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You don’t have to be a man in motion or need a pair of wheels to understand what St. Elmo’s Fire is.
No, I’m not talking about the popular 1985 movie of the same name starring Emilio Estevez, Rob Lowe, and Demi Moore.
I’m talking about the startling weather phenomena that can bring flames to the tops of grounded objects during thunderstorms!
An example of the St. Elmo’s Fire weather phenomenon is seen in this video:
Named by sailors who witnessed the flames on the sails and masts of their ships during storms, St. Elmos’s Fire is often caused by lightning or static electricity within clouds.
The blue or violet coronal illumination is ionized, glowing plasma — it’s not really fire. You will sometimes see St. Elmo’s Fire on top of lightning rods, radio towers, and other tall, metal objects during a lightning storm. So, if you’re in your car and see a blue or violet flame-like haze coming off the top of the traffic signal mast in front of you, you’d better roll up your windows fast!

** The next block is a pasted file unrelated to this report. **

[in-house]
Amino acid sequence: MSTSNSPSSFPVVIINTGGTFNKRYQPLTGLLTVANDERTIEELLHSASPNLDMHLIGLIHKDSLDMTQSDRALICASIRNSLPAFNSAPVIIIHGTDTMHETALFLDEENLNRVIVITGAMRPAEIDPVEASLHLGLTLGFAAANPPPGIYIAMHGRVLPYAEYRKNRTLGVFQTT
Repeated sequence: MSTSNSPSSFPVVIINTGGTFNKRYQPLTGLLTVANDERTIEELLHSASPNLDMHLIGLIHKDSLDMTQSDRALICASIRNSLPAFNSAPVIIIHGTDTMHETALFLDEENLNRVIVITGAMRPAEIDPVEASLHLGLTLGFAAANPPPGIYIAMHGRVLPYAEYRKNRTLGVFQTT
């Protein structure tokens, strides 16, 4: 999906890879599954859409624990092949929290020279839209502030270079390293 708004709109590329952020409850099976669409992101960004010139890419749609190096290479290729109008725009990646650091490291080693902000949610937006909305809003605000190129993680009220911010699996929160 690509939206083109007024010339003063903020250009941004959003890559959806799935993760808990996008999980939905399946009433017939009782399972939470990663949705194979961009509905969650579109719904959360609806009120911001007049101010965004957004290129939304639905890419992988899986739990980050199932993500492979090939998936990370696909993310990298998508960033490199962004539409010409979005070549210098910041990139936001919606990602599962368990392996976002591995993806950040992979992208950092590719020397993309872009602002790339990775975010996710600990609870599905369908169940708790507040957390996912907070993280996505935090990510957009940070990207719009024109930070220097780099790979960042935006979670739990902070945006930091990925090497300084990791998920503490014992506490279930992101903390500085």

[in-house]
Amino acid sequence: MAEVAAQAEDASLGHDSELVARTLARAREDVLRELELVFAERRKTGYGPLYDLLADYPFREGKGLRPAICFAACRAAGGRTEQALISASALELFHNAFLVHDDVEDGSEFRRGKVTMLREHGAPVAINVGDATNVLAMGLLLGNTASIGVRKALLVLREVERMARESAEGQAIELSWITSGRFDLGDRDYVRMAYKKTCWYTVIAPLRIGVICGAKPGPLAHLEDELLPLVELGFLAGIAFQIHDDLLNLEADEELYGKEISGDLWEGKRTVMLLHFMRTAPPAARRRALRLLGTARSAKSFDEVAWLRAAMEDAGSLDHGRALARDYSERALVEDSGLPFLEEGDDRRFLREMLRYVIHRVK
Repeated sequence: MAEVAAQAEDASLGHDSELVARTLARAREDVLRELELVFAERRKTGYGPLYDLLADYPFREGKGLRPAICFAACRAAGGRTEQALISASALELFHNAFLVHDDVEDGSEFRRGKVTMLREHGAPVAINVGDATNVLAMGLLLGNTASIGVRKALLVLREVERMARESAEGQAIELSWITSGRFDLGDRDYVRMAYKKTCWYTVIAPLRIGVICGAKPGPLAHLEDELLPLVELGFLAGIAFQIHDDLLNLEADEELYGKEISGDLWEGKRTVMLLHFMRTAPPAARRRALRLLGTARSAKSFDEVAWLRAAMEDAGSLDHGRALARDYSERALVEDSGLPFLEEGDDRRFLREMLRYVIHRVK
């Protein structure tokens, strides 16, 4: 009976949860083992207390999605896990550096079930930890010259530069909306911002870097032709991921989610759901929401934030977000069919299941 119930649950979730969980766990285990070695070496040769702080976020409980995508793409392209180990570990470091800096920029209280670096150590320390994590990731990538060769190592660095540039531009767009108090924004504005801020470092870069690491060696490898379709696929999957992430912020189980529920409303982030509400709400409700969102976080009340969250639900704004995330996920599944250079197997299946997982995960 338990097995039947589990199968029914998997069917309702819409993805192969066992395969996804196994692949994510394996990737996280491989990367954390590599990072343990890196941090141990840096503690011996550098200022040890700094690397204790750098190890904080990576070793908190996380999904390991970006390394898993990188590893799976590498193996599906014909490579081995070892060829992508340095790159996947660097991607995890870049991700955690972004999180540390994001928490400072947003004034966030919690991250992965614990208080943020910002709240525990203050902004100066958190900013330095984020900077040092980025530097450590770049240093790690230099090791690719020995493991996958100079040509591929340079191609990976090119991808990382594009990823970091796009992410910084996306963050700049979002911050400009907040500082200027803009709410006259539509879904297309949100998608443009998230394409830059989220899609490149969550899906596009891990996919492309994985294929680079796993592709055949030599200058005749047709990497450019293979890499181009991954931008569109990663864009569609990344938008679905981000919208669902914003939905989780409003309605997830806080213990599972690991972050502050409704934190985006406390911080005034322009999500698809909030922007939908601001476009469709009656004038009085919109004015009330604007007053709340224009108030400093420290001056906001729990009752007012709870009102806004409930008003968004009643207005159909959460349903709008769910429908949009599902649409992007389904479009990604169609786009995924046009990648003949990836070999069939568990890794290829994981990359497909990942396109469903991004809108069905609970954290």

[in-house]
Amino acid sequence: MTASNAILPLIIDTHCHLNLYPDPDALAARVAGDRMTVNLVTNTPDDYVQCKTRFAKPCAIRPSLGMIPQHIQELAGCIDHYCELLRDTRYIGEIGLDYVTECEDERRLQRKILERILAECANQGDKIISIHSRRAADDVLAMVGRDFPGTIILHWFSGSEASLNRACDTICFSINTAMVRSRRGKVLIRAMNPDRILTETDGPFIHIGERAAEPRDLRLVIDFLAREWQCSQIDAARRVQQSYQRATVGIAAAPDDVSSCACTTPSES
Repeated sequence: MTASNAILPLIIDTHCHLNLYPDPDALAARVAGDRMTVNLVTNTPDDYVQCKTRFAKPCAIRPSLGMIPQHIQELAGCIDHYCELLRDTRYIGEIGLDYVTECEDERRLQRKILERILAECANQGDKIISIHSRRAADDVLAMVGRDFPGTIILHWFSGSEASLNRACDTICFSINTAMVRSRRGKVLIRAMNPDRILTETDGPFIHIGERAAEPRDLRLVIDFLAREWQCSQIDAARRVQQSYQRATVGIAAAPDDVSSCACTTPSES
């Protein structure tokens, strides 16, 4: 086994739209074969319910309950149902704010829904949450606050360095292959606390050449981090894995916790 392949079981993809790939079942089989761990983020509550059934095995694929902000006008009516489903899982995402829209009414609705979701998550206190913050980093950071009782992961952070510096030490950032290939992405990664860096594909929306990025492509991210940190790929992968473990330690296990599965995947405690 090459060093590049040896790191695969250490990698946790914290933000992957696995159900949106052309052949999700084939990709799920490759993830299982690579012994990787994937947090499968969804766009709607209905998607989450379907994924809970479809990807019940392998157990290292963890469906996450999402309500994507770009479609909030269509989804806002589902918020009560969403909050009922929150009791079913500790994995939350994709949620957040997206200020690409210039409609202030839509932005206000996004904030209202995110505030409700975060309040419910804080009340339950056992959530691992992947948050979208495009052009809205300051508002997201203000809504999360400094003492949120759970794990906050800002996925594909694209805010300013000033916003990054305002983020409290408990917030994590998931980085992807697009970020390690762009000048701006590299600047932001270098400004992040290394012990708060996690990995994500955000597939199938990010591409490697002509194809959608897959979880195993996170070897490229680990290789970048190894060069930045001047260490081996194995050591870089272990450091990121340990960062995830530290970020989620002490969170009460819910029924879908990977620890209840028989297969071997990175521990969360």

St Elmo’s Fire Weather Fun Fact
St. Erasmus is the patron saint of sailors.
Over time though, the pronunciation of St. Ermo has been slurred to St. Elmo.
I'm a weather geek from Florida who's been studying meteorology and watching weather patterns for years! I enjoy sharing little-known facts and fun stuff about the weather. I especially like sharing interesting details about weather events and conditions that can affect you… and how to prepare for Mother Nature's ever-changing weather patterns.